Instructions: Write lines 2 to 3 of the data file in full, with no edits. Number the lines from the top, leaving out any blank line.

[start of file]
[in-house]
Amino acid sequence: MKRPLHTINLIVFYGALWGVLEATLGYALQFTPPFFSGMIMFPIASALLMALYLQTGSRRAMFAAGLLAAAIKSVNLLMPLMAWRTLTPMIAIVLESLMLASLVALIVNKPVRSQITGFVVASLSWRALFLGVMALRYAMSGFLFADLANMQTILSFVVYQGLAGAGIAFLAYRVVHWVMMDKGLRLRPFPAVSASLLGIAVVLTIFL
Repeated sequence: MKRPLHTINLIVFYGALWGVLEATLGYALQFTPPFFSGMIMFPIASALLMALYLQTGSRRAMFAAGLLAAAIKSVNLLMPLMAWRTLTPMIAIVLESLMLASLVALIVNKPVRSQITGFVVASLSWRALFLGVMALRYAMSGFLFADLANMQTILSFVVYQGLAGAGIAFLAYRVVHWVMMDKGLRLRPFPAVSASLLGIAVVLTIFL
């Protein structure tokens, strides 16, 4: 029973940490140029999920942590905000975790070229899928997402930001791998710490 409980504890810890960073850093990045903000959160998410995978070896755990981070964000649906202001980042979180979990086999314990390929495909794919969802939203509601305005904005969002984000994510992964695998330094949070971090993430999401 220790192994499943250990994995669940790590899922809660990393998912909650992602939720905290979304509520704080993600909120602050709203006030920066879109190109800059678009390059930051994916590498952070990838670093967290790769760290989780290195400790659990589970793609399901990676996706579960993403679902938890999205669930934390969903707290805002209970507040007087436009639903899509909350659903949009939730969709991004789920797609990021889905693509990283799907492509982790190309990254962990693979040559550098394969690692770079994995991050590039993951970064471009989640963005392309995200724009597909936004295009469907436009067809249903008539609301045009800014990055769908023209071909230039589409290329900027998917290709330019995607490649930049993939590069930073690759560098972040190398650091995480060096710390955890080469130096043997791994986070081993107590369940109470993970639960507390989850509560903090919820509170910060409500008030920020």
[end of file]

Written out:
Amino acid sequence: MKRPLHTINLIVFYGALWGVLEATLGYALQFTPPFFSGMIMFPIASALLMALYLQTGSRRAMFAAGLLAAAIKSVNLLMPLMAWRTLTPMIAIVLESLMLASLVALIVNKPVRSQITGFVVASLSWRALFLGVMALRYAMSGFLFADLANMQTILSFVVYQGLAGAGIAFLAYRVVHWVMMDKGLRLRPFPAVSASLLGIAVVLTIFL
Repeated sequence: MKRPLHTINLIVFYGALWGVLEATLGYALQFTPPFFSGMIMFPIASALLMALYLQTGSRRAMFAAGLLAAAIKSVNLLMPLMAWRTLTPMIAIVLESLMLASLVALIVNKPVRSQITGFVVASLSWRALFLGVMALRYAMSGFLFADLANMQTILSFVVYQGLAGAGIAFLAYRVVHWVMMDKGLRLRPFPAVSASLLGIAVVLTIFL